Contracting transit operations

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Orange County Transportation Authority contracts many of its services with private companies. Photo by Orange County Transportation Authority. Source: http://www.fta.dot.gov/about/region9_5806.html

Introduction

Transit agencies may contract for a portion or all of their operations needs. Smaller, newer transit agencies without historical relationships with unionized labor are more likely to contract all of their service. Larger, older agencies with standing relationships and long histories with unionized labor typically contract only a portion of their labor, if any at all. Reducing the number of union contracts would be politically difficult. [1] When contracting out just a portion of services, an agency can choose to contract for labor, advertising, policing, technology services, and maintenance of vehicles, as well as operation of entire lines. The prevalence of contracting for public transit services has grown since the 1980s with many examples of its success in reducing costs, especially in providing cost-effective ADA service. About 18 percent of all vehicle hours, including both fixed-route and demand-responsive services, are provided through contracted services.[2] Demand-responsive services are much more likely than standard bus services to be contracted - at about 66 percent and 6 percent, respectively.[3]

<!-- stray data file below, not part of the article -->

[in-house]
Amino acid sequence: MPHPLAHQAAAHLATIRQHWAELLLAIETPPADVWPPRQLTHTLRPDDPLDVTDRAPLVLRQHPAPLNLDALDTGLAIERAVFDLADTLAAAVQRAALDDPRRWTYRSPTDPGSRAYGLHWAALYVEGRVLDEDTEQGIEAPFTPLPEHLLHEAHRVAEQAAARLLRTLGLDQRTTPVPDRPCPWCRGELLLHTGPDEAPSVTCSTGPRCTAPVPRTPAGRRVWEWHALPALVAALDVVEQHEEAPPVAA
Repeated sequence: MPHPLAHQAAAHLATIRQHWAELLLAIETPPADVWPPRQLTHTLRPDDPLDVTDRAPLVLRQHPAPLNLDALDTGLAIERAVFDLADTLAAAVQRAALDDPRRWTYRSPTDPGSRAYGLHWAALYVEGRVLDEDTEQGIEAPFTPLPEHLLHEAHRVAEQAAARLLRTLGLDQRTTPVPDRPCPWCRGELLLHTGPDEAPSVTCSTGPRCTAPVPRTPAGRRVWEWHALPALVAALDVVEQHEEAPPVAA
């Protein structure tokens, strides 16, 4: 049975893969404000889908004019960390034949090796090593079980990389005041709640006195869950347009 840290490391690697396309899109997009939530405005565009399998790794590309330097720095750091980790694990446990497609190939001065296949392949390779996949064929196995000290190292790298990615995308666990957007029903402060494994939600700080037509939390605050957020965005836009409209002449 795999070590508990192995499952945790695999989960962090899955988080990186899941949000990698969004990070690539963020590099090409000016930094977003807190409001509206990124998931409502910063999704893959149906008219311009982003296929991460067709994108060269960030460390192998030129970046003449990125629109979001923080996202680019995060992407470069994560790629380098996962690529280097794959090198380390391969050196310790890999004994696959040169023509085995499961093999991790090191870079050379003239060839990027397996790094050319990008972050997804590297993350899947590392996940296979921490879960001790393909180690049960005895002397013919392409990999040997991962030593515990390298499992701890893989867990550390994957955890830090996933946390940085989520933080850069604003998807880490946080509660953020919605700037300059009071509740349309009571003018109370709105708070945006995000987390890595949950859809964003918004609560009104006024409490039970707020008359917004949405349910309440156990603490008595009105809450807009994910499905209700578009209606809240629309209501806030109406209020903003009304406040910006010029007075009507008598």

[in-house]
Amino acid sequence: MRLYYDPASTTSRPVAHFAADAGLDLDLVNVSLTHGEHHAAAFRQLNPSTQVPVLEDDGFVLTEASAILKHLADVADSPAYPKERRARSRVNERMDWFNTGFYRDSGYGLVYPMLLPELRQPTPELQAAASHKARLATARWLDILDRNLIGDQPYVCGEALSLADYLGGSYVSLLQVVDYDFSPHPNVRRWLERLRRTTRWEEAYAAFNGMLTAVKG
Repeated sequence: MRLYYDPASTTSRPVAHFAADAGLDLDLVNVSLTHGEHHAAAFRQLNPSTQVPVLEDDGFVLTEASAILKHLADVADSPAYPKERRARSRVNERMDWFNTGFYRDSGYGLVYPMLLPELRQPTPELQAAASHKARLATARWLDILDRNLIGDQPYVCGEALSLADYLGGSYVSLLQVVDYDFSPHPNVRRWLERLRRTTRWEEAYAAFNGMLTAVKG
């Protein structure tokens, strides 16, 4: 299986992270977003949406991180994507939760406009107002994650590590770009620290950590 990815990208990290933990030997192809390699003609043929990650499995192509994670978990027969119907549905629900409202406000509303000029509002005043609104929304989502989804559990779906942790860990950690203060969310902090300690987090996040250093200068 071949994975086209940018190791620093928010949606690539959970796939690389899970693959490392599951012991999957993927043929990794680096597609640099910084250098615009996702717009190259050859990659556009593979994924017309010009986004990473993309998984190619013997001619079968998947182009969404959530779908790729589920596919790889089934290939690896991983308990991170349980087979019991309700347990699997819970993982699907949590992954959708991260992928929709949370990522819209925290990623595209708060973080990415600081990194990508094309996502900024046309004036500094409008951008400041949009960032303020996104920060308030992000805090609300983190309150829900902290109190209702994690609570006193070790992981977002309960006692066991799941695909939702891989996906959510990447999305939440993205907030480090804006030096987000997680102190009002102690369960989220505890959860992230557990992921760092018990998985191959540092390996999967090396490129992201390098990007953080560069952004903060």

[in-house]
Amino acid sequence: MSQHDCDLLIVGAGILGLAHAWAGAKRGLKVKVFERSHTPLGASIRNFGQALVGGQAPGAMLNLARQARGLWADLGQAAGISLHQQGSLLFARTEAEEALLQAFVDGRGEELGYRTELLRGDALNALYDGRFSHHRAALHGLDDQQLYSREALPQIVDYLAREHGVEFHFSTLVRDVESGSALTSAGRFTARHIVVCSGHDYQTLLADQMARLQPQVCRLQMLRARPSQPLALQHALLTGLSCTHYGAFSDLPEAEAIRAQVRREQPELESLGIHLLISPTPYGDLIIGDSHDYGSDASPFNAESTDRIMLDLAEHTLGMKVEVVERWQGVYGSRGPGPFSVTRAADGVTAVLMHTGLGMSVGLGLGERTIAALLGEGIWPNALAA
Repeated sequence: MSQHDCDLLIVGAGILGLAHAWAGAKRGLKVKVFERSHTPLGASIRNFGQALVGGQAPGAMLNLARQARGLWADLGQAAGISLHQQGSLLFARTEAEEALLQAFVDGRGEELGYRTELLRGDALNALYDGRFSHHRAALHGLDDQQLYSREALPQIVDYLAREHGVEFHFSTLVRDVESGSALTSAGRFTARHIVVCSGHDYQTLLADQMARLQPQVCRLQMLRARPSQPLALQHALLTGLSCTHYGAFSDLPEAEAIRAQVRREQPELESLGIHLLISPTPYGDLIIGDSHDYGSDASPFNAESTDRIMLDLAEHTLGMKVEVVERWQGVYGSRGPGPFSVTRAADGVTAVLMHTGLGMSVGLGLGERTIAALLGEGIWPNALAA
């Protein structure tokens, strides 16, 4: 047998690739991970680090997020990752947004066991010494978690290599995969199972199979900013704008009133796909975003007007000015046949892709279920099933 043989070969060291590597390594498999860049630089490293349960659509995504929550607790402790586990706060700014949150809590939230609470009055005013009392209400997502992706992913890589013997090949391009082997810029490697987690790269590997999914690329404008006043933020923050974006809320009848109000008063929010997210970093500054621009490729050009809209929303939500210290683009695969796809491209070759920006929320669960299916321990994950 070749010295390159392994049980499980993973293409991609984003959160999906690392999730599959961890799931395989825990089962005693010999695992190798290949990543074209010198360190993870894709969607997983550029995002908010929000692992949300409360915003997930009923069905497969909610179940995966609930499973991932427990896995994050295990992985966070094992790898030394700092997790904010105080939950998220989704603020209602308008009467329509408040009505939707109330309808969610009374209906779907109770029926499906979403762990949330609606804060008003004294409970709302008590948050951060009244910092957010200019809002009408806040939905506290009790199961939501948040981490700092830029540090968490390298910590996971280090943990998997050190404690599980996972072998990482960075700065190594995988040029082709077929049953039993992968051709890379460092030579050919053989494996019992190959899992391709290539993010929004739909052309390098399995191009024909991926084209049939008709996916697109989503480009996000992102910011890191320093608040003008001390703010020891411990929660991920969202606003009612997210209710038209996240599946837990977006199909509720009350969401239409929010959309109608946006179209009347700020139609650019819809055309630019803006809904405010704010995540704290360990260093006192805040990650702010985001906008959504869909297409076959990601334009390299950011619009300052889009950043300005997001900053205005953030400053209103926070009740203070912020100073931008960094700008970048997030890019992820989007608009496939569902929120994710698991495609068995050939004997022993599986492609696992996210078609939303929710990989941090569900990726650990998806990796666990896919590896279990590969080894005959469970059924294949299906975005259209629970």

Views on contracted labor